Role of the IRCSL in ensuring all Sri Lankans are safeguarded by Insurance



article_image

The Insurance Regulatory Commission of Sri Lanka, one of the bodies leading the effort to increase insurance penetration in the country, is also a key player in the organization of the activations, programs and other events that make up the month of September, beginning with the celebration of National Insurance Day on the 1st of the month. A number of primary factors come into play in regards to the increase of insurance penetration, the role of the insurance advisor, and the strategies, plans and efforts of the Insurance Regulatory Commission to ensure that every citizen of Sri Lanka enjoys the security provided by insurance.


Insurance advisors are predominantly individuals functioning as agents or representatives of insurance companies and insurance brokering companies to procure insurance business on their behalf for a fee known as a commission. Hence, insurance advisors are the first to get in touch with the public or potential policyholders on behalf of the company it represents, and advise the public on the importance of insurance and the benefits that a person can gain from insuring life, health and property. It is therefore the responsibility of the advisor to determine the insurance needs and the financial strength/capacity of a client, prior to promoting an insurance product, as identifying the right product to be sold with the right coverage depends on the needs of the customer, and their financial capacity to purchase a product and continue with the payment of premium. Once a product is identified, full details of the product should be given to the client. This includes, what the product covers, its benefits and exclusions, and terms and conditions. If the advisor is of the view that the company he/she represents does not have a product suitable to the client, then the advisor should refrain from promoting its products and advise the client to look out for a suitable product at any other insurance company. Therefore, the advisor should act and be seen, as a person with knowledge on insurance products as well as integrity and professional standards. The advisor should also be in constant touch with their clients and maintain a healthy advisor-client business relationship. If the role of the insurance advisor is played in a manner expected of him/her, clients will begin to trust the advisor and the insurance company, and no extra effort will be needed by an insurance advisor to convince policyholders to keep their policies active.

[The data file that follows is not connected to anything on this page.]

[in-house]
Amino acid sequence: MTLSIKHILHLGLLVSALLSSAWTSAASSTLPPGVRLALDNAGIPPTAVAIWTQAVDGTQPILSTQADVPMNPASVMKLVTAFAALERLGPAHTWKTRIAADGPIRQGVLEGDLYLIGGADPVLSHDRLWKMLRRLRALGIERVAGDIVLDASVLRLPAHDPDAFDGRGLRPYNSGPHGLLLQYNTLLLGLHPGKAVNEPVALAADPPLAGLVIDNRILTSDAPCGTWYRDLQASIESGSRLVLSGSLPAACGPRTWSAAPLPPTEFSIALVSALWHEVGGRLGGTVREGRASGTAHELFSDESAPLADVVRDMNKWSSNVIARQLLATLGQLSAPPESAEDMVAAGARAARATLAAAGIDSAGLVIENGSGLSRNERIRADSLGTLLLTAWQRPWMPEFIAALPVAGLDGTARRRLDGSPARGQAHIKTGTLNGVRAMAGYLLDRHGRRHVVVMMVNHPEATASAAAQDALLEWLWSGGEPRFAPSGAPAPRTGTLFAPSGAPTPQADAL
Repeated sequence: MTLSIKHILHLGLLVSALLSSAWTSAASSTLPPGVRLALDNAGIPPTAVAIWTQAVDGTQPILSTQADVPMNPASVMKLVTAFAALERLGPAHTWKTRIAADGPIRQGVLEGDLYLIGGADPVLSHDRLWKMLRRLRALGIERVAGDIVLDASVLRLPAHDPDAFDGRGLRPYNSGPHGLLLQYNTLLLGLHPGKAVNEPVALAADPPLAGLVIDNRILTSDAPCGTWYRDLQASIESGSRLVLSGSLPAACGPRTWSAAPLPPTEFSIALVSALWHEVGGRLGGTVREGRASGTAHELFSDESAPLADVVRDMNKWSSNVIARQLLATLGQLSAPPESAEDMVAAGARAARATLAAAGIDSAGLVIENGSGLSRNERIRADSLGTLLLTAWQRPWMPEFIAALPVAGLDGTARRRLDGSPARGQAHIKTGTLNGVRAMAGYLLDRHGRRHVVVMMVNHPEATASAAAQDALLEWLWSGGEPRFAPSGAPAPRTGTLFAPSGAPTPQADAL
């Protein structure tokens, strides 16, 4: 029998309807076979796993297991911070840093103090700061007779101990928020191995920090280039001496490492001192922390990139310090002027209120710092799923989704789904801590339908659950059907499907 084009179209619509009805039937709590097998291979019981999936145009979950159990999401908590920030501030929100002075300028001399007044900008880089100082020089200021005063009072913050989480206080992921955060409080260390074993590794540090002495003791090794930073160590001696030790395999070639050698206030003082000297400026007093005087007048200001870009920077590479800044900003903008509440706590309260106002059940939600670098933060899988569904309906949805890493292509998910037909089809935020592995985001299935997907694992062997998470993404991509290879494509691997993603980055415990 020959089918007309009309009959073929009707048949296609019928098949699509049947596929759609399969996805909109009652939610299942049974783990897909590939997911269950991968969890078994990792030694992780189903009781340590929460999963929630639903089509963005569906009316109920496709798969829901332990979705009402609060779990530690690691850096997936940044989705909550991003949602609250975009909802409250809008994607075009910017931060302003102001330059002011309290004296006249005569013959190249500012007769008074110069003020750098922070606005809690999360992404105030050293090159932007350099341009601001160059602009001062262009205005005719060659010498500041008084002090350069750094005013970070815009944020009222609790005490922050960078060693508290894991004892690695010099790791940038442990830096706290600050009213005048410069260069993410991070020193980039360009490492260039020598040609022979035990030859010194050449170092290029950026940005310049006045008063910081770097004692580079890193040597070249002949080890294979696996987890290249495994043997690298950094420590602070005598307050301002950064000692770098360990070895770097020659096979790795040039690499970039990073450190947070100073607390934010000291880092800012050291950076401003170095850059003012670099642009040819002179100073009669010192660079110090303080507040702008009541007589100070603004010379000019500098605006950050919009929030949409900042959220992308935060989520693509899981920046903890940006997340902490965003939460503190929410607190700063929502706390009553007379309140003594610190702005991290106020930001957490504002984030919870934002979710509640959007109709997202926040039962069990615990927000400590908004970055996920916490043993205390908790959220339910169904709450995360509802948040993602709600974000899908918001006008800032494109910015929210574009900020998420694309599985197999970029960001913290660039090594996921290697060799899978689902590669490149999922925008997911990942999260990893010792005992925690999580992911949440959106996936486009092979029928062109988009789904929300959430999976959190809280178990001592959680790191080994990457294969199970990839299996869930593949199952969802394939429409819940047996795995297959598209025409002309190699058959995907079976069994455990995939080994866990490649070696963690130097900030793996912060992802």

Policyholders tend to lapse their policies due to many reasons. By letting the policy lapse, the policyholder discontinues the contract they commenced with the insurer, thereby ceasing to enjoy the full benefit of the insurance cover/product they purchased, and also resulting in forfeiture of the full or part of the premiums paid. Forfeiture of premiums paid takes place because an insurance company assumes liability from the first day the cover begins. So if the premium is not paid at least until the cover acquires a surrender value in terms of the policy, in case of a life/long term insurance product, the entire premium paid would get forfeited. In a general insurance product, if the full premium is not paid within the due date of payment specified in the policy, the cover would automatically get canceled.


"I consider three specific reasons for the discontinuation of an insurance contract. The first being, the force selling of a product by an insurance advisor. This is a situation where a product is sold to a person without the will of the person to purchase it. If the purchase is with intention, then a person will want to keep it, otherwise they will let it go. The customer should want insurance, the customer should know the features of the insurance product and its benefits. The features should match with customer expectations. If that link is not established at the point of sale, the need for the product is lost and the policyholder will give up the policy and stop paying premium without incurring further losses. The second reason, is where the product is purchased with the full intention of having it and as time goes by, circumstances arise where a person cannot afford to pay premium and hence, discontinues the policy. The third reason for discontinuation would be the poor service levels of an insurer. In this scenario the person has the full intention and the financial capacity to maintain an insurance policy. However, if the policyholder is not satisfied with the service levels of the company, he/she will want to discontinue the policy", stated the Director General of the IRCSL, Ms. Damayanthi Fernando.


 
 
 
 
 
 
 
 
 
 
animated gif
Processing Request
Please Wait...